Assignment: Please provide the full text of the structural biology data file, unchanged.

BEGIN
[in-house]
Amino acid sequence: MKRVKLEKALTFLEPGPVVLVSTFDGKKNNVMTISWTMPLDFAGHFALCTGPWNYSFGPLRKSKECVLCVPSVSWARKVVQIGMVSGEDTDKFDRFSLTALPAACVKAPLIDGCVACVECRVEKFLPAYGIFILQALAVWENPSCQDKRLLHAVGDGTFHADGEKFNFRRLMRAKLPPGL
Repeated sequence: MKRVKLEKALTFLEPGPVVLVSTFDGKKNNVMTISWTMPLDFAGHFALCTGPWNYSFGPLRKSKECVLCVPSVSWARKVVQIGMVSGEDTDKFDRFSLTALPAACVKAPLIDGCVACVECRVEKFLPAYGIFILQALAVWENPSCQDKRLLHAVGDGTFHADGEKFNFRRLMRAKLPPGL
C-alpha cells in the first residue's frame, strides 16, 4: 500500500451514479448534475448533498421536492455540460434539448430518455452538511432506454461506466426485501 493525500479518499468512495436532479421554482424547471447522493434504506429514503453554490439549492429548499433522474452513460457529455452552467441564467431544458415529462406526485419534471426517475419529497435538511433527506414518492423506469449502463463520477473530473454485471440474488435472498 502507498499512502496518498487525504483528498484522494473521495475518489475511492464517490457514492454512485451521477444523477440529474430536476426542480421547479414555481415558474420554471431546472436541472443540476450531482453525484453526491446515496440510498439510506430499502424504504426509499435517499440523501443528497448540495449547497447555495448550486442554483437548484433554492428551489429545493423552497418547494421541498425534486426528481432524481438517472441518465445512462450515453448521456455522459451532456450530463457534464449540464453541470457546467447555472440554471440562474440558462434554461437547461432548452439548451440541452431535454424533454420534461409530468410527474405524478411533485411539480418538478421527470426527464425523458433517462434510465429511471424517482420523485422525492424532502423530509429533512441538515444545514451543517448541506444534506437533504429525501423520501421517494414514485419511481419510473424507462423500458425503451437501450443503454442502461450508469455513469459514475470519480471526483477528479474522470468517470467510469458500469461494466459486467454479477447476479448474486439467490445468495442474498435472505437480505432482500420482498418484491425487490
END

[in-house]
Amino acid sequence: MKRVKLEKALTFLEPGPVVLVSTFDGKKNNVMTISWTMPLDFAGHFALCTGPWNYSFGPLRKSKECVLCVPSVSWARKVVQIGMVSGEDTDKFDRFSLTALPAACVKAPLIDGCVACVECRVEKFLPAYGIFILQALAVWENPSCQDKRLLHAVGDGTFHADGEKFNFRRLMRAKLPPGL
Repeated sequence: MKRVKLEKALTFLEPGPVVLVSTFDGKKNNVMTISWTMPLDFAGHFALCTGPWNYSFGPLRKSKECVLCVPSVSWARKVVQIGMVSGEDTDKFDRFSLTALPAACVKAPLIDGCVACVECRVEKFLPAYGIFILQALAVWENPSCQDKRLLHAVGDGTFHADGEKFNFRRLMRAKLPPGL
C-alpha cells in the first residue's frame, strides 16, 4: 500500500451514479448534475448533498421536492455540460434539448430518455452538511432506454461506466426485501 493525500479518499468512495436532479421554482424547471447522493434504506429514503453554490439549492429548499433522474452513460457529455452552467441564467431544458415529462406526485419534471426517475419529497435538511433527506414518492423506469449502463463520477473530473454485471440474488435472498 502507498499512502496518498487525504483528498484522494473521495475518489475511492464517490457514492454512485451521477444523477440529474430536476426542480421547479414555481415558474420554471431546472436541472443540476450531482453525484453526491446515496440510498439510506430499502424504504426509499435517499440523501443528497448540495449547497447555495448550486442554483437548484433554492428551489429545493423552497418547494421541498425534486426528481432524481438517472441518465445512462450515453448521456455522459451532456450530463457534464449540464453541470457546467447555472440554471440562474440558462434554461437547461432548452439548451440541452431535454424533454420534461409530468410527474405524478411533485411539480418538478421527470426527464425523458433517462434510465429511471424517482420523485422525492424532502423530509429533512441538515444545514451543517448541506444534506437533504429525501423520501421517494414514485419511481419510473424507462423500458425503451437501450443503454442502461450508469455513469459514475470519480471526483477528479474522470468517470467510469458500469461494466459486467454479477447476479448474486439467490445468495442474498435472505437480505432482500420482498418484491425487490